• Sore nipples – with my first, everyone said that if your nipples hurt, they weren’t latched right. So we went to various breastfeeding classes, to generally be told the latch looked fine. After a while, i decided it was just because my boobs weren’t used to being chomped on for 12 hours a day- Lanolin was helpful while they adapted.

And around 2 weeks after giving birth, it all started getting much easier. Touch wood, I have avoided the other nasties like mastitis and milk blisters and if you can get through the inconvenience of the first few weeks, breastfeeding just strikes me as so much easier than bottles. I am not particularly wedded to breastfeeding as a philosophy though, and will be happy in a few months’ time when my youngest one is ready to come off, to get that feeling of having my body back, but in the meantime, I am enjoying the convenience and closeness that it brings.


Jess is a recent service user and has one three year old and a newborn


I’ve never enjoyed celebrating breast feeding week, mainly because my feeding journey with Samuel was so traumatising at the time but, I’ve come to realise that every single mum has a story to tell when it comes to breast feeding. It takes a lot of time, energy, commitment and emotion to breast feed. Women should be celebrated for it 💗
My first experience breast feeding: Like any new mum, you want the ‘best’ for your baby and you’re told that breast feeding is best. So I went into it knowing absolutely nothing! I had no idea how a baby should latch. I had no idea that you have to feed the baby every time it cries or fusses.

I was engorged and miserable as well as recovering from a heavy blood loss during labour. I also felt shame feeding him in public, so I’d hide in a feeding room with nothing but four walls to keep me company. There’s no surprise that Samuel ended up on formula (combi fed) after 6 weeks of him constantly losing weight. I felt like a failure and the guilt I felt consumed me. I can remember crying in the shower every morning feeling a bit lost and overwhelmed by it all.

Fast forward 3 years and my breast feeding journey with Molly is such a joy and a totally different experience all together! I’ve felt more relaxed and I’ve had the confidence to take ownership of it. I’ve even whopped a boob out in public which I never did with Samuel 🥰. I feed her when she’s hungry, when she’s worried and when she just needs comforting. She’s gaining weight and she’s content.

Most importantly, My amazing friends have been such a great support – encouraging me when I’ve doubted myself and telling me what a great job I am doing.
The following are what I consider your “breast buddies” during those first weeks of breast feeding (and beyond!).

Lansinoh nipple balm (heaaaaven).
Cabbage leaves (heaaaaven).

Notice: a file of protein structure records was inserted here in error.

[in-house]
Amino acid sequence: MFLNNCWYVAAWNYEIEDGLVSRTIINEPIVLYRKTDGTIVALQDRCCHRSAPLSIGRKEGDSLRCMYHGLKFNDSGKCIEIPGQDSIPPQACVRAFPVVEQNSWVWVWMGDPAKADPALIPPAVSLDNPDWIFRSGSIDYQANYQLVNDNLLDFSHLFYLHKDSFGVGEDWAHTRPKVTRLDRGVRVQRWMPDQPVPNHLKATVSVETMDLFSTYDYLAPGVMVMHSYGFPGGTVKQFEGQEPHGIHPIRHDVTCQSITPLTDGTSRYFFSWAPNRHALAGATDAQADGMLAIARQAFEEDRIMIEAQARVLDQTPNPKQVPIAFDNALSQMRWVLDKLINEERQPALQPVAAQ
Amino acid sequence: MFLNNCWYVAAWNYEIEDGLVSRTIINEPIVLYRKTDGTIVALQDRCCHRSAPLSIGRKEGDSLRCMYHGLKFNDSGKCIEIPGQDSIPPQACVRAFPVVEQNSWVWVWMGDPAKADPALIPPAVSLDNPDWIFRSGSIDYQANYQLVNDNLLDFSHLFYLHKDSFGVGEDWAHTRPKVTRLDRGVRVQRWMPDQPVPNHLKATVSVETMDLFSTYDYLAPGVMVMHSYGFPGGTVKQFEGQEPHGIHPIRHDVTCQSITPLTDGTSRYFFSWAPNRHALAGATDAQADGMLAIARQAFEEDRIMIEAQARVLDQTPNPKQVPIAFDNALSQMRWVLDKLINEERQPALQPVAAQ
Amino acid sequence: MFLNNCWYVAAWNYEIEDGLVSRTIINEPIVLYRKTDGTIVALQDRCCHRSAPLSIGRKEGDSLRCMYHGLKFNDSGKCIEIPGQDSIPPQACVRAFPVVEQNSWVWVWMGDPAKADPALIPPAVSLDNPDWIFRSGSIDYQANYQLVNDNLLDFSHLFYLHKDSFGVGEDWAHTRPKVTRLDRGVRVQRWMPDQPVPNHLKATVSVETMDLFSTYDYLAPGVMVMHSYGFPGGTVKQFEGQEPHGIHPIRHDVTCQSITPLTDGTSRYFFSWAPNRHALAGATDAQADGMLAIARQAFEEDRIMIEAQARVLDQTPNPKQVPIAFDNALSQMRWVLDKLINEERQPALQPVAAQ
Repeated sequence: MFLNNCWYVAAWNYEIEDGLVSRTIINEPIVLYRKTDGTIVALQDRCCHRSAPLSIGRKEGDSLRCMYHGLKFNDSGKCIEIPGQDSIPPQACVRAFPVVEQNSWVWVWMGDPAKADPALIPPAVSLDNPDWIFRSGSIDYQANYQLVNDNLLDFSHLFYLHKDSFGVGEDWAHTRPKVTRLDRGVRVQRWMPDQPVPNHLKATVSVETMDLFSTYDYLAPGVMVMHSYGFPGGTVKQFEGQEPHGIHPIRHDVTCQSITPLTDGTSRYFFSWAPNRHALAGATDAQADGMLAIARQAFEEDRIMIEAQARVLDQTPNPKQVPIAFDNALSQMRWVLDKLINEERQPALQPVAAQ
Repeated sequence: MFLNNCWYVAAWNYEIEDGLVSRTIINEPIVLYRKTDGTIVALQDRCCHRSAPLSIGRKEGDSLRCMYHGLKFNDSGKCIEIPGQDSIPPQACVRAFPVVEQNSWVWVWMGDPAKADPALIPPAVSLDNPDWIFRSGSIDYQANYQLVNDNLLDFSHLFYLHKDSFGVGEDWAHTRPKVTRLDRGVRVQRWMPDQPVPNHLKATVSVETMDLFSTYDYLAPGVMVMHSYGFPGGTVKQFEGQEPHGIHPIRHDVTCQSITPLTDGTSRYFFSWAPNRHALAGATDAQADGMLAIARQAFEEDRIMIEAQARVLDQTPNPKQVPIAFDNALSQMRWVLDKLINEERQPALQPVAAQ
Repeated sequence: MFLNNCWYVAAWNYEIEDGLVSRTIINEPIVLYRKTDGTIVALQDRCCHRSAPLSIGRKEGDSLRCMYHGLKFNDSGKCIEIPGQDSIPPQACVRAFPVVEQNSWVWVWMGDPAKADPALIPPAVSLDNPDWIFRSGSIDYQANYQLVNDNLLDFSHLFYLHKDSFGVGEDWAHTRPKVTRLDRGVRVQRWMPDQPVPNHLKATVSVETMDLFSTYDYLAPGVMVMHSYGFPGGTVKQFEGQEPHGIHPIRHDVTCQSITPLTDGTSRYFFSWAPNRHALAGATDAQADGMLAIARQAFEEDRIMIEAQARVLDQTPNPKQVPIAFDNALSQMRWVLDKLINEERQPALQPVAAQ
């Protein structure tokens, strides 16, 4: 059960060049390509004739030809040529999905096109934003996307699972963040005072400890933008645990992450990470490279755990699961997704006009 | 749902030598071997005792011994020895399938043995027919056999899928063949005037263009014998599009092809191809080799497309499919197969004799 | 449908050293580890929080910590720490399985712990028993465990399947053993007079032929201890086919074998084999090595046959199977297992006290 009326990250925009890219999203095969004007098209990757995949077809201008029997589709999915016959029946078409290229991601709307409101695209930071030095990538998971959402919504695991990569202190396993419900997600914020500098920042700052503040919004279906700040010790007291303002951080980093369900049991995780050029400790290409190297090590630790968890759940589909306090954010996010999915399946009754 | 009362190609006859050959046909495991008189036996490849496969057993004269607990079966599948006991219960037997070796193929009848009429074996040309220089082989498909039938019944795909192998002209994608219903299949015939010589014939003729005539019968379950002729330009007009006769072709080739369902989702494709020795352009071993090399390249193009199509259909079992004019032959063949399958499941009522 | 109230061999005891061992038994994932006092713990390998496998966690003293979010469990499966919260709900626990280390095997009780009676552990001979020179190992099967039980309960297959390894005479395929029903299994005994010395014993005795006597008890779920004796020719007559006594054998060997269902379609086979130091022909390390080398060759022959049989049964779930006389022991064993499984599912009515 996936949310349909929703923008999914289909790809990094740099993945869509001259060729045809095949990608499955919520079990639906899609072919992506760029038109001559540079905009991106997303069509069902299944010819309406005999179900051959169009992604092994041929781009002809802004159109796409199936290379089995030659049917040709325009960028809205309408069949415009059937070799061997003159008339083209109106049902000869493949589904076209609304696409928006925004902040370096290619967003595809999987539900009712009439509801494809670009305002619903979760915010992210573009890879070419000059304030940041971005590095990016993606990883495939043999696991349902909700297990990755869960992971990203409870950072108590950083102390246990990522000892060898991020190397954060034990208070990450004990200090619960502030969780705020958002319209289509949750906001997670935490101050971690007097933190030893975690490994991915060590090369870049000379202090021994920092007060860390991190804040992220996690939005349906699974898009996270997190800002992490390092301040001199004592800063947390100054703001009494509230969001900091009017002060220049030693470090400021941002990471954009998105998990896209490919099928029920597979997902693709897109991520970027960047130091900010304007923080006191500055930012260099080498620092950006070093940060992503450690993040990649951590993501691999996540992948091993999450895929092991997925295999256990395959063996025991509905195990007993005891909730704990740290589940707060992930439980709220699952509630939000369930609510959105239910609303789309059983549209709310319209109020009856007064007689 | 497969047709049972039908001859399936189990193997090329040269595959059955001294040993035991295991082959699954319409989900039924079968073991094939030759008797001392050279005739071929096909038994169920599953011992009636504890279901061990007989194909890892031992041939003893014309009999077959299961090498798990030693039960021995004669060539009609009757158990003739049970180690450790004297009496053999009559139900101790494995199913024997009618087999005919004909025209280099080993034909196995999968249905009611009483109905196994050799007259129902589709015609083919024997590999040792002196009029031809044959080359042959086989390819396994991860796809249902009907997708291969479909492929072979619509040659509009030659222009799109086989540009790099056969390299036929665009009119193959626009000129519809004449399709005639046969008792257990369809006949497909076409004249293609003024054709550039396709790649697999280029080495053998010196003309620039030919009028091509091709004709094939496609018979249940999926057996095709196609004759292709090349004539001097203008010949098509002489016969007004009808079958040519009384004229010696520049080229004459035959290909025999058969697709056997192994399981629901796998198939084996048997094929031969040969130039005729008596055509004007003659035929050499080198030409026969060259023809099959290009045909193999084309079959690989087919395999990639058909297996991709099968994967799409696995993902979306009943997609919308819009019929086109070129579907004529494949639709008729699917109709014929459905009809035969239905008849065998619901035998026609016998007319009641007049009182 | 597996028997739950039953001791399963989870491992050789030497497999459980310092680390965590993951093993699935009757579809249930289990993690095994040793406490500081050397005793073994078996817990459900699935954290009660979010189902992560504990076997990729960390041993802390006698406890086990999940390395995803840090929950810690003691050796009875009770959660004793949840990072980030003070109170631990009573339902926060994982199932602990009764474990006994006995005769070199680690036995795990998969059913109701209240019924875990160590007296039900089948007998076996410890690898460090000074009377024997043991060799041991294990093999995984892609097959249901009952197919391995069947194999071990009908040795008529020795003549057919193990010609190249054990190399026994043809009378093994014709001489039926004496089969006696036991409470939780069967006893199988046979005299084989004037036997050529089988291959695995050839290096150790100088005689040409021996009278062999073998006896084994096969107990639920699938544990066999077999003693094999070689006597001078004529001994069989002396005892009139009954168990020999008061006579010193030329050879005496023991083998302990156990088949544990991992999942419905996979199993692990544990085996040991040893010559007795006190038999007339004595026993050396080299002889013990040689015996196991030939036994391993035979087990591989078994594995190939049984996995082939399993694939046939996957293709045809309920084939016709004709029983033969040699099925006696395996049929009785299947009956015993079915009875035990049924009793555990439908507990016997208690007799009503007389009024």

SUPPORT: A bunch of friends offering invaluable advice and encouragement – this is so important!
Nursing bras/ tops
Nursing pillow
Talking to your baby, keeping calm and taking your time with the latch (CHIN).
You can’t over feed your baby- feed as often as you like. Don’t let anyone tell you differently. You can’t over feed a breast fed baby nor can you “spoil them.” It also helps with engorgement 😅
Feed in public with other mums!- the more you do it the easier and less awkward it becomes.
Seeking advice from local breast feeding support groups- I didn’t even know about lactation consultants 3 years ago!!

And most importantly…. If it doesn’t work out, PLEASE don’t beat yourself up. As long as your baby is happy and healthy and you are happy- then it’s a job well done! 🙂


Beth is our community rep and has had 4 children


Our four girls have all been breastfed, it’s been fairly straightforward for me and one of my favorite parts of parenting.

I’m a breastfeeding counselor so I totally understand that breastfeeding is not always straightforward and there can be many bumps in the road to overcome. But I think it’s important to share that for some people, once you and baby have worked through any early issues, it can be a hugely positive experience.

It’s been 11 years since I had my first baby and I was fortunate to be surrounded by family who had breastfed who supported me greatly as we worked out breastfeeding. Every day before my husband went to work, he would bring me a tray of water and snacks to get me through those hours of snuggling up on the sofa together; that was so helpful!

My best pieces of advice after 4 babies is loads of skin to skin and feed feed feed!

Reach out for support if you need it. On the National Breastfeeding Helpline, we get hundreds of calls from new parents (including partners, grandparents, friends etc) and often just talking something through or getting one piece of vital info can make all the difference.

National Breastfeeding helpline: 0300 100 0212